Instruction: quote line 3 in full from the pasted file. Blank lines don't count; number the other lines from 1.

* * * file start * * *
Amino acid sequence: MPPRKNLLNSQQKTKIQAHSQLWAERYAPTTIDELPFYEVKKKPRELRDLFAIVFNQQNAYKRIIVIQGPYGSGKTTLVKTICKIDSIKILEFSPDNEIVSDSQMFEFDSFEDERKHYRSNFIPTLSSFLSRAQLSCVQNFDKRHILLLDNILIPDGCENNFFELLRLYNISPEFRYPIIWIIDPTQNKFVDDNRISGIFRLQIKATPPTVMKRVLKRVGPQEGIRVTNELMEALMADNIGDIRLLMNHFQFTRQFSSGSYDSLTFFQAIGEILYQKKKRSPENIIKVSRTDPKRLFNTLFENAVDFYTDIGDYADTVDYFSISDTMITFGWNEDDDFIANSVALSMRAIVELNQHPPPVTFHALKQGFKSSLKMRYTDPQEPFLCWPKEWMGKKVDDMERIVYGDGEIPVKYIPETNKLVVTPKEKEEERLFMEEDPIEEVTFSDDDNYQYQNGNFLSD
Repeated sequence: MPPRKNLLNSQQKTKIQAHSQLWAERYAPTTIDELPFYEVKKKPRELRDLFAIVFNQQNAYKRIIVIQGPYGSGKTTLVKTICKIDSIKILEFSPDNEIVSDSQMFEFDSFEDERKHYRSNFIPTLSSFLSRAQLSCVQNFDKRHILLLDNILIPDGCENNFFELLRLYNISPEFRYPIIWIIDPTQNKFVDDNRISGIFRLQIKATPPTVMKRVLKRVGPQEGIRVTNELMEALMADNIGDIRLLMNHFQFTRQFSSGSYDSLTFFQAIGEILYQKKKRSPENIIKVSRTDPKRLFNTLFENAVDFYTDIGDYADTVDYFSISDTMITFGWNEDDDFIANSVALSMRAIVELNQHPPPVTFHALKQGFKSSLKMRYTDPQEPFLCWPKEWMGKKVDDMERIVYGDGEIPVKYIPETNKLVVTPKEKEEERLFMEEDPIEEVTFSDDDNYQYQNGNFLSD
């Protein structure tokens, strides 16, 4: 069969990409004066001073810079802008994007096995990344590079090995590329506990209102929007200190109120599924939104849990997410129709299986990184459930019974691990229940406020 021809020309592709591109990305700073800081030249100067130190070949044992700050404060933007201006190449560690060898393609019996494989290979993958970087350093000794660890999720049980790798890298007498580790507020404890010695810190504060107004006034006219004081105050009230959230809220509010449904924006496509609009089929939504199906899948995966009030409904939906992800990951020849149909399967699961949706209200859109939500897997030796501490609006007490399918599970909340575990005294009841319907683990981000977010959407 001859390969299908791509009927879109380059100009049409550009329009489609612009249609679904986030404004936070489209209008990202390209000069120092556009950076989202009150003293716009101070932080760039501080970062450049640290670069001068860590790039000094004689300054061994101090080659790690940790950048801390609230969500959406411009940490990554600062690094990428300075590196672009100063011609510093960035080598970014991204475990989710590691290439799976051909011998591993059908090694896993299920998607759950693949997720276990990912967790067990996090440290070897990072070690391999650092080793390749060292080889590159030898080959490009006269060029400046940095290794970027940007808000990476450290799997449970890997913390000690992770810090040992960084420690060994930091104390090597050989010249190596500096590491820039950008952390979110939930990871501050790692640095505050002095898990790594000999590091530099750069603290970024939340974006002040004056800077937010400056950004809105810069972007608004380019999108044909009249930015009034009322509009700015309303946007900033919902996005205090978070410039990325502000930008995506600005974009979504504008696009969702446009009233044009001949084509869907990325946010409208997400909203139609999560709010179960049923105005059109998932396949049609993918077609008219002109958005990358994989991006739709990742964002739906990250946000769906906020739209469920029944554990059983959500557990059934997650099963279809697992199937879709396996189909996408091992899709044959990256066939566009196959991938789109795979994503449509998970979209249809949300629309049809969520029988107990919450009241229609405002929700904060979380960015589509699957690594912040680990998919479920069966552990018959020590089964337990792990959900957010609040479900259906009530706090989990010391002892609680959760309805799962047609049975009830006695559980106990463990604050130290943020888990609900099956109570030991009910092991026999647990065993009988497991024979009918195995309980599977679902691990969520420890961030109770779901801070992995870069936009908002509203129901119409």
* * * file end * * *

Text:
């Protein structure tokens, strides 16, 4: 069969990409004066001073810079802008994007096995990344590079090995590329506990209102929007200190109120599924939104849990997410129709299986990184459930019974691990229940406020 021809020309592709591109990305700073800081030249100067130190070949044992700050404060933007201006190449560690060898393609019996494989290979993958970087350093000794660890999720049980790798890298007498580790507020404890010695810190504060107004006034006219004081105050009230959230809220509010449904924006496509609009089929939504199906899948995966009030409904939906992800990951020849149909399967699961949706209200859109939500897997030796501490609006007490399918599970909340575990005294009841319907683990981000977010959407 001859390969299908791509009927879109380059100009049409550009329009489609612009249609679904986030404004936070489209209008990202390209000069120092556009950076989202009150003293716009101070932080760039501080970062450049640290670069001068860590790039000094004689300054061994101090080659790690940790950048801390609230969500959406411009940490990554600062690094990428300075590196672009100063011609510093960035080598970014991204475990989710590691290439799976051909011998591993059908090694896993299920998607759950693949997720276990990912967790067990996090440290070897990072070690391999650092080793390749060292080889590159030898080959490009006269060029400046940095290794970027940007808000990476450290799997449970890997913390000690992770810090040992960084420690060994930091104390090597050989010249190596500096590491820039950008952390979110939930990871501050790692640095505050002095898990790594000999590091530099750069603290970024939340974006002040004056800077937010400056950004809105810069972007608004380019999108044909009249930015009034009322509009700015309303946007900033919902996005205090978070410039990325502000930008995506600005974009979504504008696009969702446009009233044009001949084509869907990325946010409208997400909203139609999560709010179960049923105005059109998932396949049609993918077609008219002109958005990358994989991006739709990742964002739906990250946000769906906020739209469920029944554990059983959500557990059934997650099963279809697992199937879709396996189909996408091992899709044959990256066939566009196959991938789109795979994503449509998970979209249809949300629309049809969520029988107990919450009241229609405002929700904060979380960015589509699957690594912040680990998919479920069966552990018959020590089964337990792990959900957010609040479900259906009530706090989990010391002892609680959760309805799962047609049975009830006695559980106990463990604050130290943020888990609900099956109570030991009910092991026999647990065993009988497991024979009918195995309980599977679902691990969520420890961030109770779901801070992995870069936009908002509203129901119409």